by Ray Fleming
THE foolishness of Prince Harry is being treated by some as if he were just another 20-year-old with more money than sense. But he is the younger brother of the son of the Prince of Wales and, as The Times has pointed out in a remarkably frank leading article, both King George VI and King George V were in the same proximity to the Throne as Prince Harry is today before changed circumstances led to their accession.

To suggest that Prince Harry's choice of a Nazi uniform to attend a party was no more than a harmless youthful prank is to ignore the fact that by reason of his birth he cannot expect to be judged as other young men are judged.

This may seem unfair but if the Monarchy is to survive in Britain as an institution of any importance its members must act in a way that commands respect at all times. This does not mean that Prince Harry cannot go to parties but it requires that he recognises that all his actions at all times should be responsible and well-judged.

With privilege comes responsibility, something he appears not yet to have understood.
IN one sense Prince Harry can be thought to be unlucky. He just happens to be the latest member of the Royal Family to do something stupid. The number of gaffes and embarrassments of various kinds emanating from Britain's royal palaces seems endless. If the problem is not in the deed itself it will probably be in the way it is handled with the public and the media; the hurried release of Prince Harry's inadequate apology was a prime example of the latter. Despite all the efforts that Queen Elizabeth and her extended family have made to modernise the institution they inhabit and to seem less remote, the persistent image is of a dysfunctional family whose members still display outdated ideas of their status and role in British society.

It should be added, in Prince Harry's defence, that many of the manifestations of this disjunction between the Monarchy and the public are most apparent in his father's ideas and actions. However, the problem now is that the young prince has form as someone with a short fuse and poor judgement; whether the discipline of an army career will correct these faults is difficult to say. What is clear is that Prince Harry and those close to him must work hard to see that his indiscretions do not do further damage to the Monarchy.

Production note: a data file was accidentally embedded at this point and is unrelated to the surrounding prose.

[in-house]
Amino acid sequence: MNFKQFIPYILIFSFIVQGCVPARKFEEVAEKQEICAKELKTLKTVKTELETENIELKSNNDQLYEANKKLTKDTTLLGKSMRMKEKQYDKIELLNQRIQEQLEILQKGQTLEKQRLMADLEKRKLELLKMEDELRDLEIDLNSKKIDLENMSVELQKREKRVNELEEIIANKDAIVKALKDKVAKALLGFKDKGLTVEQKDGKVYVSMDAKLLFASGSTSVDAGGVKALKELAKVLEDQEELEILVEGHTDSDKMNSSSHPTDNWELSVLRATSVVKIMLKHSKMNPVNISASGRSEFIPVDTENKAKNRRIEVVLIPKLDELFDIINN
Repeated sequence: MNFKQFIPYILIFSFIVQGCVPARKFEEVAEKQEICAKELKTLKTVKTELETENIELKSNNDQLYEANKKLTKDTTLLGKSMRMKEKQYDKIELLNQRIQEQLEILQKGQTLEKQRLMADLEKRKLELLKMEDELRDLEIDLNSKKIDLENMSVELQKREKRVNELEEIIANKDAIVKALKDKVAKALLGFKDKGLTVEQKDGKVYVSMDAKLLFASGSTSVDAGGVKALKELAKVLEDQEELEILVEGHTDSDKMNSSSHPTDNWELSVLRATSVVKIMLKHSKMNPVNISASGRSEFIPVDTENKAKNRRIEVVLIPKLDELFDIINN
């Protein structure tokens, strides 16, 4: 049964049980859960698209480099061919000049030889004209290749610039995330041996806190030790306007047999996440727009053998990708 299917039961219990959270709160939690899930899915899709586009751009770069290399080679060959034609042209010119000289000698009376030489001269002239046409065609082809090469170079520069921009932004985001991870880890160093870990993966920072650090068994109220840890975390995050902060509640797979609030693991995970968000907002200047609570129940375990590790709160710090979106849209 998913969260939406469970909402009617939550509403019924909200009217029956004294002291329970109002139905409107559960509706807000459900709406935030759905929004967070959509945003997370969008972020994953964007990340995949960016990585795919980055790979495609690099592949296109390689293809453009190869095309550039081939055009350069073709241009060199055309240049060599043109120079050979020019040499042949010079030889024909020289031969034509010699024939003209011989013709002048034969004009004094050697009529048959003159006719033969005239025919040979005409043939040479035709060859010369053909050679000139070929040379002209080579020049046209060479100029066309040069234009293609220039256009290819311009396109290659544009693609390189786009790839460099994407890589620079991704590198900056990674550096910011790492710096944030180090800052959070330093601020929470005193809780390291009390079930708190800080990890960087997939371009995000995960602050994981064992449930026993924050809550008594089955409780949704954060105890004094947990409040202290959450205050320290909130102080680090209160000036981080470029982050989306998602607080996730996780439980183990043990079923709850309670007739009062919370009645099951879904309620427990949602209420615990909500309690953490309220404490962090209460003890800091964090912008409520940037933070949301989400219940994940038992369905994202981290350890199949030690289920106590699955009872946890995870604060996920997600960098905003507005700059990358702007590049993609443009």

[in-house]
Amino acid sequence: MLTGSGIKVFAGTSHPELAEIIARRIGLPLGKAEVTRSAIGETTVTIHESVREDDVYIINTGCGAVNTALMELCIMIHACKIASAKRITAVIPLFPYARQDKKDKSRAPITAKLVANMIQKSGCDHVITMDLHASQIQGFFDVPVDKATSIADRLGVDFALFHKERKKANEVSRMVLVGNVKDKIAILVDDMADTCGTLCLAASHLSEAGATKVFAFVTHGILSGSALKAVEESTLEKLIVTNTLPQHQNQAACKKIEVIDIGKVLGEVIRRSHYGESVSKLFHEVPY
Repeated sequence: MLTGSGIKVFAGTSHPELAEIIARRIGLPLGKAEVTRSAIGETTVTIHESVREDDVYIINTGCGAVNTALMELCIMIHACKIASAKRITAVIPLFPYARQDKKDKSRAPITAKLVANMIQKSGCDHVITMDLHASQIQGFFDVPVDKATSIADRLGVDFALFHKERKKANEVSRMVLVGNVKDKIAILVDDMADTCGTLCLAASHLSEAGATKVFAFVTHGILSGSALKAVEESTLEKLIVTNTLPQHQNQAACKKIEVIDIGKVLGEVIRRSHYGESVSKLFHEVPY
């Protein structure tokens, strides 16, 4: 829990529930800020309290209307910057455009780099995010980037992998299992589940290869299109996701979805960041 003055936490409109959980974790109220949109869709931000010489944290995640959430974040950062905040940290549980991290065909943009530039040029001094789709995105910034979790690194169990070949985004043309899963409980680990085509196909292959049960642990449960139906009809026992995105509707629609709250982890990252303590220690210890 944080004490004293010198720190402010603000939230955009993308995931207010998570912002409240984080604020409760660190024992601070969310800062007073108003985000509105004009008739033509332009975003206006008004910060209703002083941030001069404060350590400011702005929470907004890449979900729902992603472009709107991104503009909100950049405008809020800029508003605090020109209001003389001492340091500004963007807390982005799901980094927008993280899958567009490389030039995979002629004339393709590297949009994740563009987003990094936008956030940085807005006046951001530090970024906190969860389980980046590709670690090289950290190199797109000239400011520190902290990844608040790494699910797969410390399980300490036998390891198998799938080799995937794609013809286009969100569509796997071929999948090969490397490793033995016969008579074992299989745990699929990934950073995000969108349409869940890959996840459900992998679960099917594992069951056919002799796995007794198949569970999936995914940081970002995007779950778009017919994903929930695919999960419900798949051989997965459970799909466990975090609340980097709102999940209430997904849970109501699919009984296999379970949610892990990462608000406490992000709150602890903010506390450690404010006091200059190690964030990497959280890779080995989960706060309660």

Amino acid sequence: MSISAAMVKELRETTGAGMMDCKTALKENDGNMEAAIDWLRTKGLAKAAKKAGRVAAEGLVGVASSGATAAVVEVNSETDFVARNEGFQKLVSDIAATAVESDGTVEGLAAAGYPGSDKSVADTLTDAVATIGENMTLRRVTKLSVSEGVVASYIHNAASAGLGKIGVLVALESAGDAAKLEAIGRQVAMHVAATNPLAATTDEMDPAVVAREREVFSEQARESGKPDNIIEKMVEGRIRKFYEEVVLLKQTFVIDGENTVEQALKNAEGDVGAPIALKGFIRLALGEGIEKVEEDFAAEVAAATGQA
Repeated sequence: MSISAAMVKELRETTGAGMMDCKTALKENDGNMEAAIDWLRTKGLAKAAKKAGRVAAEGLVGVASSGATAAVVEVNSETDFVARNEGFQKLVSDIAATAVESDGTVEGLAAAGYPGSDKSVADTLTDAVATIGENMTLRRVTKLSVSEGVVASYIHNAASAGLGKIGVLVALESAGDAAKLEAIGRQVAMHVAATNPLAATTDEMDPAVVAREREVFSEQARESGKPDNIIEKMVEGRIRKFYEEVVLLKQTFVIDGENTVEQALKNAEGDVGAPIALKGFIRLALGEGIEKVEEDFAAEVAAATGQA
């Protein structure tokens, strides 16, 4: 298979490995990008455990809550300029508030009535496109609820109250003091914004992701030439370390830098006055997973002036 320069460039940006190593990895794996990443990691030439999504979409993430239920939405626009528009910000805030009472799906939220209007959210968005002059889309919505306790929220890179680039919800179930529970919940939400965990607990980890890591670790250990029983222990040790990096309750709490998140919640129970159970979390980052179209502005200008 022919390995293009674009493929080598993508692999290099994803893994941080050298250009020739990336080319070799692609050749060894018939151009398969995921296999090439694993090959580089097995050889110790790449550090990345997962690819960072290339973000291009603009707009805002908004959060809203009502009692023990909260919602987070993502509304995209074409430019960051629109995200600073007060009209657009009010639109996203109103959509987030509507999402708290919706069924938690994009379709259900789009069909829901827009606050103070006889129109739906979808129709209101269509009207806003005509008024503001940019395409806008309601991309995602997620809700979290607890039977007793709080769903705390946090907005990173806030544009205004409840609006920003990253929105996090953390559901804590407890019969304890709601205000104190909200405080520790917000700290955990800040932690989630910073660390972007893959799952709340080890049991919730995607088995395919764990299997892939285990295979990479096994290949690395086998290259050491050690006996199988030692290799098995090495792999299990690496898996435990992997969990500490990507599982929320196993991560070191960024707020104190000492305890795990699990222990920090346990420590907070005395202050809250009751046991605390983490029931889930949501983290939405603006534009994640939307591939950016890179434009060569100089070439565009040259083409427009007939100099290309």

IT is surprising to see some of the defences being erected for Prince Harry, extending even as far and as ludicrously as the New York and London hit musical, The Producers whose big number is “Springtime With Hitler”. As I made clear in my Viewpoint on Friday, I think it is a mistake to try to link his foolishness to the impending commemoration of the 60th anniversary of the liberation of the inmates of the Auschwitz death camp, or to suggest that he should be made to visit Auschwitz as penance. At the same time, however, his casual choice of Nazi dress was a gratuitous insult to everyone who suffered from or fought against the Nazi regime.

No, there are no excuses that will wash. Quite apart from the Nazi uniform, what on earth were Prince William and Prince Harry doing at a party whose theme, clearly shown on the invitation, was “Colonial or Native” and which was held in a marquee decorated white at one end and black at the other? At least, it can be said in Prince William's defence that he chose a leopard skin costume for the occasion.